DCRP

Fuji FinePix F70EXR Review

by Jeff Keller, DCRP Founder/Editor

Originally Posted: December 3, 2009

Last Updated: December 4, 2009

The Fuji FinePix F70EXR ($249) is a compact ultra zoom camera that uses the unique SuperCCD EXR sensor, which allows it to take better low light / high ISO photos than your typical point-and-shoot camera (I'll explain how it does that later in the review). It's largely the same camera as the FinePix F200EXR (see our review), with the main difference a 10X lens (versus 5X) and a smaller LCD (2.7" instead of 3.0"). The F70EXR also has a lower resolution and slightly smaller SuperCCD EXR sensor.

Other features on the F70EXR include image stabilization, manual controls, auto scene selection, an elaborate face detection system, and new "pro focus" and "pro low light" modes.

Does this compact ultra zoom produce better low light photos than its competitors? Find out now in our review of the FinePix F70EXR!

What's in the Box?

The FinePix F70EXR has an average bundle. Inside the box, you'll find:

  • The 10.0 effective Megapixel FinePix F70EXR digital camera
  • NP-50 lithium-ion battery
  • Battery charger
  • Wrist strap
  • USB cable
  • A/V cable
  • CD-ROMs featuring FinePix software and camera manual
  • 43 page basic manual (printed) + full manual on CD-ROM

Most cameras have built-in memory these days, and the FinePix F70EXR is no exception. It has 47MB of onboard memory, which is able to hold a dozen photos at the highest quality setting. While that's more than on most cameras, you'll still want to get a memory card right away. The F70 is one of the first Fuji cameras to cut the cord entirely from the xD memory card format, supporting only SD and SDHC media. I'd suggest starting with a 2GB card, and you don't need to go overboard with a super high speed model.

The F70EXR uses the same NP-50 lithium-ion battery as the FinePix F200EXR and several other Fuji cameras. This battery holds 3.7 Wh of energy, which is about average for this class. Here's how that translates into battery life:

Camera Battery life, LCD on
(CIPA standard)
Canon PowerShot SX200 IS 280 shots
Casio Exilim EX-H10 1000 shots
Fuji FinePix F70EXR 230 shots
Kodak EasyShare Z950 180 shots
Nikon Coolpix S630 220 shots
Olympus Stylus 9000 250 shots
Panasonic Lumix DMC-ZS1 320 shots
Ricoh CX2 290 shots
Samsung HZ15W 280 shots
Sony Cyber-shot DSC-H20 290 shots

Battery life numbers are provided by the manufacturer

All of the cameras on the above list have zoom lenses ranging between 7X and 12X. The 1000 shot number on the Casio may look like a typo, but it's for real (what is it, nuclear powered?). While not the worst in this group of ultra zooms, the F70EXR's numbers are definitely below average.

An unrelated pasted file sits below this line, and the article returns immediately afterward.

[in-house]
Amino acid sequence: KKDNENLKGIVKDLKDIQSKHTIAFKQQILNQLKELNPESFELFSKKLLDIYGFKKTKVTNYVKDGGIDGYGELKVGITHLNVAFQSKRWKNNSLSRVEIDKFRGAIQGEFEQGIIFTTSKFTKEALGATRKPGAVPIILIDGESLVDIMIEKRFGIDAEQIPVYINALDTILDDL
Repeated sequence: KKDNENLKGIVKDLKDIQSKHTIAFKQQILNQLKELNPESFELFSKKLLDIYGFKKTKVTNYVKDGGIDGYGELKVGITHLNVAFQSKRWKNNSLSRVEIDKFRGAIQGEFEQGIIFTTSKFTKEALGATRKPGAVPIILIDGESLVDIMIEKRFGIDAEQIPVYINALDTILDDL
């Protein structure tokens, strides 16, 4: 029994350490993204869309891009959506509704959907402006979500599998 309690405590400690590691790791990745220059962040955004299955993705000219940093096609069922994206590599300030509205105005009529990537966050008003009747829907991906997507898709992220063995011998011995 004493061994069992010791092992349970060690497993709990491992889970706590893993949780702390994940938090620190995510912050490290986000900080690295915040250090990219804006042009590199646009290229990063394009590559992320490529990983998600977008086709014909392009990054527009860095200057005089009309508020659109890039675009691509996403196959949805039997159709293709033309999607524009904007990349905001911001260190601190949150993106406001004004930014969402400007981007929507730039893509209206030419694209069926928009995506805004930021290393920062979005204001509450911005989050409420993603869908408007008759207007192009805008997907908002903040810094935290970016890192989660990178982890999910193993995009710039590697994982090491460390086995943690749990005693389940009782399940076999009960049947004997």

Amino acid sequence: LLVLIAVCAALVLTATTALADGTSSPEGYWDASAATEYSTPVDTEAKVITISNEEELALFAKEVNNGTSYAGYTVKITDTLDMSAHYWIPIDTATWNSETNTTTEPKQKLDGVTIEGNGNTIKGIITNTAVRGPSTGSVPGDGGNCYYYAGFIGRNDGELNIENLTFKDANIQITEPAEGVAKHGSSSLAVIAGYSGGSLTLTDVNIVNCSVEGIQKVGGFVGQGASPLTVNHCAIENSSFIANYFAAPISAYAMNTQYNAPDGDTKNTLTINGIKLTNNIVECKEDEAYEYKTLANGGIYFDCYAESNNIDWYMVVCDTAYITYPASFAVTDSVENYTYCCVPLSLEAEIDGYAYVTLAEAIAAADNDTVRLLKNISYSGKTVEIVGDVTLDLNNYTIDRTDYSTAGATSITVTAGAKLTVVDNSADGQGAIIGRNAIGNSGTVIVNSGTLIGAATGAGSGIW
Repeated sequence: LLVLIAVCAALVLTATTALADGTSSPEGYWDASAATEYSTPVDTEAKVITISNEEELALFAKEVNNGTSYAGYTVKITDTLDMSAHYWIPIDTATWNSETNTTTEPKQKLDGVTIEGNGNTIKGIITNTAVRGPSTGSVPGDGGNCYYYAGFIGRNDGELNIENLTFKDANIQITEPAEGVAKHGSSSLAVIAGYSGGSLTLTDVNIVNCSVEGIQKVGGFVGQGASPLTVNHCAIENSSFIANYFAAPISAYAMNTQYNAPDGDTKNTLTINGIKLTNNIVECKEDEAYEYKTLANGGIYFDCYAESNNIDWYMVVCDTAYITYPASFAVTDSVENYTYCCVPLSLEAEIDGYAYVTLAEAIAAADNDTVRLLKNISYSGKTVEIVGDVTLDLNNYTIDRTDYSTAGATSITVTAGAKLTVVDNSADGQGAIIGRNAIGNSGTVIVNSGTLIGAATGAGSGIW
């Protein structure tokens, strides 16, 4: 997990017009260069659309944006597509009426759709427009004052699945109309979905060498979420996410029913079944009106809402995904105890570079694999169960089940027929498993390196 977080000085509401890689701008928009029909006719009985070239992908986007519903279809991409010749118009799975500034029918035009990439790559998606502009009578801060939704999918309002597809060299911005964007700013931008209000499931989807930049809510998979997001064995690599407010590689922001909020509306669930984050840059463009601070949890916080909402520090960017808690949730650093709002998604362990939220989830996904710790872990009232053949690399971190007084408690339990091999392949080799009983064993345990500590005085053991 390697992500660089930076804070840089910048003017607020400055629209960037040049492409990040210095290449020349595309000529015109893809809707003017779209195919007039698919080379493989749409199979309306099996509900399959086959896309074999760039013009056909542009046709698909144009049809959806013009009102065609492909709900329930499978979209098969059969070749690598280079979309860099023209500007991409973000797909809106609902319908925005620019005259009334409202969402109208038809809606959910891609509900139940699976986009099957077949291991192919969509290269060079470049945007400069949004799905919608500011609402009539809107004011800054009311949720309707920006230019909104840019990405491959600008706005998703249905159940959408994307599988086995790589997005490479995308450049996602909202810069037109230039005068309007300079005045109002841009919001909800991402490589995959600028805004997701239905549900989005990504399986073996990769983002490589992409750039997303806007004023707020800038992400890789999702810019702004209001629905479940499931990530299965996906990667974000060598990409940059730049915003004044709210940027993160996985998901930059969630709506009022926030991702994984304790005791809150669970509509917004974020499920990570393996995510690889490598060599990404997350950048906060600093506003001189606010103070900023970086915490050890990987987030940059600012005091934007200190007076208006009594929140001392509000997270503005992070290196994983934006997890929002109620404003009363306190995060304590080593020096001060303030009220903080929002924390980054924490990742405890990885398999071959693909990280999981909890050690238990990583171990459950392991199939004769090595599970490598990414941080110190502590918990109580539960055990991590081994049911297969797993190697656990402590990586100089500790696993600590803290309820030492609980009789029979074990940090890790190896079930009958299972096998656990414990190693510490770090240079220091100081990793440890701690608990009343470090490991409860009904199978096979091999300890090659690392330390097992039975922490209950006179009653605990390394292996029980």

As with every other camera on the above list, the F70EXR uses a proprietary lithium-ion battery for power. This batteries tend to be expensive (a spare NP-50 will set you back at least $45), and you can't use an off-the-shelf battery in emergencies. That said, you won't find any really compact cameras that use "regular" AA batteries.

Fuji BC-45W battery charger

When it's time to charge your battery, just pop into the included charger. The charger plugs directly into the wall, so there's no power cord to deal with. It takes approximately 150 minutes to fully charge the NP-50.

As with all compact cameras, there's a built-in lens cover on the FinePix F70EXR, so there's no lens cap to deal with.

There is really just one accessory for the F70EXR, and that's an AC adapter. You actually have to buy two parts to make it work: the AC-5VX AC adapter ($34) and the CP-50 coupler ($25).


FinePixViewer 5.5 for Windows

Fuji includes their FinePixViewer software with the F70EXR for Mac and Windows. Both versions look about the same with the usual thumbnail view when you first start it up. The Mac version's functionality is quite limited: you can rotate, resize, and crop photos, print text on them, and that's about it. In other words, use iPhoto instead. The Windows version can do a lot more, including showing slideshows, reducing redeye, and adjusting things like brightness, color, and contrast.

Recently, Fuji joined the growing list of camera manufacturers who no longer include a full, printed manual in the box with their cameras. What you will find is a 43 page "basic manual" to get you up and running, plus the full manual in PDF format on an included CD-ROM. The quality of the manuals is above average (by consumer electronics standards) -- it's having to load up the PDF that's a pain. Documentation for the bundled software is installed onto your computer.

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